Once when Barbara Walters interviewed Truman Capote she asked him if he were ever bored. He answered,
No because I’m terribly curious. It’s very hard for me to get bored….
Does that quote resonate with you at all? It sure does with me… it strikes a chord deep in my being. I wouldn’t say I never get bored, but I actively avoid getting in situations where that happens (unless it’s for a good cause). I was seriously depressed when I was a child because I was bored out of my mind, and I never want to go there again. That means being proactive, understanding the optimal amount of challenge I need in my life and providing it for myself.
How do I do that? My challenges are mostly mental and spiritual:
- I love to solve problems,
- I love trying to understand how the human mind works,
- And I’ve known since I was a late teen that my mission in life was to understand what makes people happy and to make my small corner of the world a happier and friendlier place.
That’s a modest enough goal… no dreaming big for me… but it’s been enough to keep me challenged and fully engaged in life. It works for me, and I’m grateful.
I majored in physics at Stanford University, and in upper level classes there were always one or two problems in the weekly homework that couldn’t be solved logically. Just knowing the material wasn’t enough. Your mind had to make a creative leap before the answer came. It was a frustrating way of operating, to be stumbling in the dark, with no control over the results. All I could do was play around with the problem… to give my subconscious mind a chance to work on it… and hope for the best. The answer invariably did come… usually in the middle of the night before the homework was due… but, oh, Lord, was it a crazy way to live. I would drop off to sleep, then wake up with an idea, get up and check the math to see if the idea worked, see that it didn’t, go back to sleep until the next idea woke me up, and repeat the process until the answer finally came.
On the plus side,
- I’ve been grateful ever since that I never have to go through that again.
- I’ve never had trouble getting an interesting job, my main motivation for choosing that major.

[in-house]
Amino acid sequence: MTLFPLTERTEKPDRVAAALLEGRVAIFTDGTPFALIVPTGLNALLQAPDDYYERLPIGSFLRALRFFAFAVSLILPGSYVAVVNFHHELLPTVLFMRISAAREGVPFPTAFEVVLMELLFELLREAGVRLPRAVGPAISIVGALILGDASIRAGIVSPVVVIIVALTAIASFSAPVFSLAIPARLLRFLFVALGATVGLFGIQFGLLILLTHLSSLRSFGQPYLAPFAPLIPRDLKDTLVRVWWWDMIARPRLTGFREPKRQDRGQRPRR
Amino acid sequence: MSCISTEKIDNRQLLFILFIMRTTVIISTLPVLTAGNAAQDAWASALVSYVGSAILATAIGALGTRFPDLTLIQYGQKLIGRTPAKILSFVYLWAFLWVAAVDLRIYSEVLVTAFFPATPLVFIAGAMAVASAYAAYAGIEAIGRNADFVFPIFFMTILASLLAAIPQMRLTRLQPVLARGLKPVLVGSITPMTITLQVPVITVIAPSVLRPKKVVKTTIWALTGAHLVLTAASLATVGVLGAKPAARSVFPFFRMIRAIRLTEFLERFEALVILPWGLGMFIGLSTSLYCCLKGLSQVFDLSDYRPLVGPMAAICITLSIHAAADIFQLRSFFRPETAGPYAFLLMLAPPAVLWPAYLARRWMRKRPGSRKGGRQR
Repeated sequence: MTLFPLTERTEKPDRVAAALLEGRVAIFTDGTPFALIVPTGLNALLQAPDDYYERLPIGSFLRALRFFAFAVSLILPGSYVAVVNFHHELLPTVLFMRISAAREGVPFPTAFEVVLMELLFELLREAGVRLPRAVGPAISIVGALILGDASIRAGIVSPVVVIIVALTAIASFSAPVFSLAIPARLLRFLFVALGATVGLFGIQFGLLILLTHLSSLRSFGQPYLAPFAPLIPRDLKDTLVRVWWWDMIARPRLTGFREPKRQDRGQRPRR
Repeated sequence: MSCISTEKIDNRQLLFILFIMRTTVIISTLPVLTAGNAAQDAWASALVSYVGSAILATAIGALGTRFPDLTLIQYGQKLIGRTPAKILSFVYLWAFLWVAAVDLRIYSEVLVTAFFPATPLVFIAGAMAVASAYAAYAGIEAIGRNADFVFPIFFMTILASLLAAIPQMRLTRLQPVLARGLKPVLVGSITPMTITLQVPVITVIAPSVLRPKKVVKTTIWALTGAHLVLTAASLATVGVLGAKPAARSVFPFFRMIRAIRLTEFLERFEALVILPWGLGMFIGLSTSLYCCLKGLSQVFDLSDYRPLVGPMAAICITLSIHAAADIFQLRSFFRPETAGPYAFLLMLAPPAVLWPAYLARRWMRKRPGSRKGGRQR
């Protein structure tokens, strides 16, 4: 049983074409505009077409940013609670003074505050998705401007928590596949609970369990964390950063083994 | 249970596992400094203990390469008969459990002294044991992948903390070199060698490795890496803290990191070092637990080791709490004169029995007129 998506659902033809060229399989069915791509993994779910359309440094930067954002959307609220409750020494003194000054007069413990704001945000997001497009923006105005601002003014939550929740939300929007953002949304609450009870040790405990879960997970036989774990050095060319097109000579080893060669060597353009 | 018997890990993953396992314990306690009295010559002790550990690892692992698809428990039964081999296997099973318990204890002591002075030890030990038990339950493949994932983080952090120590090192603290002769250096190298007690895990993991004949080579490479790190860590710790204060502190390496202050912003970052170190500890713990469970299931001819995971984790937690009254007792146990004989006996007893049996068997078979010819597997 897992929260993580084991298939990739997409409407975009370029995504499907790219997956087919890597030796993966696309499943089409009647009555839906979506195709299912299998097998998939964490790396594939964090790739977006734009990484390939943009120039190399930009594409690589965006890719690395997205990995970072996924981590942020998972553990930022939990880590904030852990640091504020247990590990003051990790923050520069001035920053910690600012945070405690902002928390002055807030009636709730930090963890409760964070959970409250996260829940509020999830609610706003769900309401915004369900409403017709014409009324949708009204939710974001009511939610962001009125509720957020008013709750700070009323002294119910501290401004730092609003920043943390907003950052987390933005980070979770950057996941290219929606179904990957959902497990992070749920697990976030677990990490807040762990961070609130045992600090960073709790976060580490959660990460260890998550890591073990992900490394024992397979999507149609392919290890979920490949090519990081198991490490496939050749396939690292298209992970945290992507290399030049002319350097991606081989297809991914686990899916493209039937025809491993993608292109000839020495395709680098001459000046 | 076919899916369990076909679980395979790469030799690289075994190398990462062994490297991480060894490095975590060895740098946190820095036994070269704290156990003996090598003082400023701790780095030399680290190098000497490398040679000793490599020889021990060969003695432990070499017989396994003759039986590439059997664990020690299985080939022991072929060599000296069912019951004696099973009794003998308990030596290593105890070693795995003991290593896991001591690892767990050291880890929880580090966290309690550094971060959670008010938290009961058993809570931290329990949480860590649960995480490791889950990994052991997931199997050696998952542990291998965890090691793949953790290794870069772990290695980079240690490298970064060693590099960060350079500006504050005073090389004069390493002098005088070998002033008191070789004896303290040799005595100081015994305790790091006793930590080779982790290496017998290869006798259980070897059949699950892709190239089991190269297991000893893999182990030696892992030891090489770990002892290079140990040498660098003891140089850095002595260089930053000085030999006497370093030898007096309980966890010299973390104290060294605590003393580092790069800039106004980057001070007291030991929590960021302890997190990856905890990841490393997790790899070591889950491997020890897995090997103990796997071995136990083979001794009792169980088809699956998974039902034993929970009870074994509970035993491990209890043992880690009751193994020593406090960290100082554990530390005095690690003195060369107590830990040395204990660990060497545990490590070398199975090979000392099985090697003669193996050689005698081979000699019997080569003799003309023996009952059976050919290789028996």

- And I became fascinated by how the human mind works, especially how it makes creative leaps.
Living Deeply and Creatively
I was much more interested in creative problem solving than in physics, so professionally I used my training to design software for scientific research. Whenever I could I took projects that other people didn’t know how to do, ones that required insight, a different way of looking at things. There was pressure, of course, because I didn’t know how to solve the problems either, and there were deadlines. But part of the challenge was to learn how to handle that pressure well, to learn to calm my body while my subconscious mind was working on the answer. I’ll talk more about this in a future post. The important thing is I was integrating my professional skills with my true love… how to create a happy, fulfilling life.
When I talk about happiness I don’t mean never having problems to deal with with, never having setbacks and losses to mourn. For me it’s more a matter of being fully engaged in life, of following my basic philosophy:
Stay curious and open to life. No matter what happens keep learning and growing. Find what you love to do and find a way to share it with others.
My Favorite Toy
Those of us interested in personal development are living in a great time… we have a multitude of techniques at our disposal. I’ve already written about some of my favorites. But more important than individual tools and skills is the attitude of curiosity and playfulness…of being open to new ways of seeing and doing things. For me that means not identifying with everything I think and feel, but being able to stand back at times to notice how my brain works. By standing back and paying attention, I’m free to make changes if that would work better for me. And to make those changes I have to be in tune with my subconscious mind…that’s the powerhouse for me. I’ve spent years feeding it information relevant to my questions and trusting it to find answers for me. And when I’m successful in making changes, that’s the part of my mind that does the work of changing my automatic habits.
So, thanks to my brain, I’m seldom bored in life. And because I work best in a spirit of playfulness, it’s not too much to say my brain is my favorite toy.
What about you? What makes you feel fully alive? What keeps you from being bored?